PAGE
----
The demand for solar panel installers has jumped 315% during the last three years amid a looming skills crisis in the industry.
With the UK government considering new regulations to ensure new-build homes are fitted with pv solar panels, residential construction company Barrat Developments wants better training to meet an expected surge in demand for solar technicians.
Just 7,000 workers were employed in the solar industry in 2020.
But this figure will soar to 60,000 by 2030 according to trade association Solar Energy UK.
While the industry is thriving, it could struggle to cope if the government decides all new homes require solar panels.
Barrat Developments is supportive of that policy, which is already in place in Scotland.
However, it called for careful consideration of factors such as logistics and employment.
The company’s technical and innovation director, Oliver Novakovic said it is already working with manufacturers to establish a training system that will enable people in the industry to “scale up”.
It warned this won’t happen “overnight”.
Solar panel installers will help to cut carbon emissions
In addition to new builds, solar panel experts will install systems in the 23m homes still without rooftop insulation.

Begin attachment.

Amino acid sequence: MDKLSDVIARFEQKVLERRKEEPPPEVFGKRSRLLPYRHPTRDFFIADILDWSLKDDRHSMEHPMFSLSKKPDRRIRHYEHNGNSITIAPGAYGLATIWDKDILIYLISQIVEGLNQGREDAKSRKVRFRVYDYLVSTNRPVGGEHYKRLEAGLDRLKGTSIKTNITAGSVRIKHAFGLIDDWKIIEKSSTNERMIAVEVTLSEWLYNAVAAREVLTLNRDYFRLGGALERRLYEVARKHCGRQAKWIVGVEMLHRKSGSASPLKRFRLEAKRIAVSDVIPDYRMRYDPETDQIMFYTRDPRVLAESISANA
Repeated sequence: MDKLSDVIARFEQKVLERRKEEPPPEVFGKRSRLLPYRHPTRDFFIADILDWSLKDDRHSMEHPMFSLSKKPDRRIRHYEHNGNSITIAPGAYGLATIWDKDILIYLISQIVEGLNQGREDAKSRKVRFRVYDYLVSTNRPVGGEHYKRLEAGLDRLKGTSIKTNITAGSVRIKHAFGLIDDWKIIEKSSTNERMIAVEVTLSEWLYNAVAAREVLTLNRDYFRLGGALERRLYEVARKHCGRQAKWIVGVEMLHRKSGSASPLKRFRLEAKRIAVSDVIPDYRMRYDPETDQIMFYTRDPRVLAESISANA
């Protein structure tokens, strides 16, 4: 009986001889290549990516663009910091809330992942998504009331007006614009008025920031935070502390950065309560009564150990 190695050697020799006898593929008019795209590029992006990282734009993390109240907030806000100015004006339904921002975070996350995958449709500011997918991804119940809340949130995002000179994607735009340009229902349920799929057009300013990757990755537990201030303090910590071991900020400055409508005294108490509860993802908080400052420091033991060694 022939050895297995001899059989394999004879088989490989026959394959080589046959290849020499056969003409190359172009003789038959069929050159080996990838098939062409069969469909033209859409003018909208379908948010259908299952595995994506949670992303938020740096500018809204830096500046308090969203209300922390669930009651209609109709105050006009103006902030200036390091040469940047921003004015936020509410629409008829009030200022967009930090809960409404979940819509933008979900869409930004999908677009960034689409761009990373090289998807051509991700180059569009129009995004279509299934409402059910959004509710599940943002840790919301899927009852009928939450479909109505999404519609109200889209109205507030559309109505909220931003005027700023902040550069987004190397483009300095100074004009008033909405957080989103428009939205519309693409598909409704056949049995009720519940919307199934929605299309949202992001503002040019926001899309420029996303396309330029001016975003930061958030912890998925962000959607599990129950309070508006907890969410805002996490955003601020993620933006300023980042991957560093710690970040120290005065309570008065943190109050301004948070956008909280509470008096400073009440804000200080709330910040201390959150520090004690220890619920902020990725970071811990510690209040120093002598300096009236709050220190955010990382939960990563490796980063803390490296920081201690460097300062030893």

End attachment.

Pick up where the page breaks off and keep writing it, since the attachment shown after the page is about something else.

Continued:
Growing awareness of the cost-savings, energy independence and environmental benefits of solar are driving demand.
The government also believes solar energy is key to cutting carbon emissions and meeting its ambitious net-zero targets.
Head of climate policy, Helena Bennett, said on Monday: “We should be making it as easy as possible for households to take advantage of this pivotal technology in addressing the climate crisis, and finding ways to accelerate the UK’s goals for solar power generation.”
The government has already made proposals to update building regulations in the Future Homes Standard.
These regulations are expected to be compulsory for new homes from 2025.
When asked to comment on the story, a government spokesperson said it was “likely” solar panels would come as standard on all new builds in the future.